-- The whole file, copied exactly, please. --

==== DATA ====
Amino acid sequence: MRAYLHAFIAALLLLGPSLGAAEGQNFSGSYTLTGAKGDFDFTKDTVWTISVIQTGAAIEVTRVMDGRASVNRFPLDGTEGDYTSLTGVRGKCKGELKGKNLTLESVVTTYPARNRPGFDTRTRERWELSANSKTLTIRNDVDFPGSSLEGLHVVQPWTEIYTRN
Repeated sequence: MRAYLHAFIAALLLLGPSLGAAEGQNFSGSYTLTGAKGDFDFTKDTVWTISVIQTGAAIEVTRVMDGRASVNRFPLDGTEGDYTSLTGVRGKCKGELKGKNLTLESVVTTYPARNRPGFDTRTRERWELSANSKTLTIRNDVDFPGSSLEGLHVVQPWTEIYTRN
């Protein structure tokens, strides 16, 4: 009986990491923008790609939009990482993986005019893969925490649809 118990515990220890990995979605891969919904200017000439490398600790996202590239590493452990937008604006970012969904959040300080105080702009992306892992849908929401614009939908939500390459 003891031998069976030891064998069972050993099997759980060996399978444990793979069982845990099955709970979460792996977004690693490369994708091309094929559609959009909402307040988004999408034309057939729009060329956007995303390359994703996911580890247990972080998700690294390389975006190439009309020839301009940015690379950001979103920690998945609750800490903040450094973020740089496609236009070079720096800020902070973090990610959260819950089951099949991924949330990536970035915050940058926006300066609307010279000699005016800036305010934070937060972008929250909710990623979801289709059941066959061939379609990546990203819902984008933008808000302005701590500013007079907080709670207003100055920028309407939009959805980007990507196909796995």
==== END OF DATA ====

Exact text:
Amino acid sequence: MRAYLHAFIAALLLLGPSLGAAEGQNFSGSYTLTGAKGDFDFTKDTVWTISVIQTGAAIEVTRVMDGRASVNRFPLDGTEGDYTSLTGVRGKCKGELKGKNLTLESVVTTYPARNRPGFDTRTRERWELSANSKTLTIRNDVDFPGSSLEGLHVVQPWTEIYTRN
Repeated sequence: MRAYLHAFIAALLLLGPSLGAAEGQNFSGSYTLTGAKGDFDFTKDTVWTISVIQTGAAIEVTRVMDGRASVNRFPLDGTEGDYTSLTGVRGKCKGELKGKNLTLESVVTTYPARNRPGFDTRTRERWELSANSKTLTIRNDVDFPGSSLEGLHVVQPWTEIYTRN
């Protein structure tokens, strides 16, 4: 009986990491923008790609939009990482993986005019893969925490649809 118990515990220890990995979605891969919904200017000439490398600790996202590239590493452990937008604006970012969904959040300080105080702009992306892992849908929401614009939908939500390459 003891031998069976030891064998069972050993099997759980060996399978444990793979069982845990099955709970979460792996977004690693490369994708091309094929559609959009909402307040988004999408034309057939729009060329956007995303390359994703996911580890247990972080998700690294390389975006190439009309020839301009940015690379950001979103920690998945609750800490903040450094973020740089496609236009070079720096800020902070973090990610959260819950089951099949991924949330990536970035915050940058926006300066609307010279000699005016800036305010934070937060972008929250909710990623979801289709059941066959061939379609990546990203819902984008933008808000302005701590500013007079907080709670207003100055920028309407939009959805980007990507196909796995």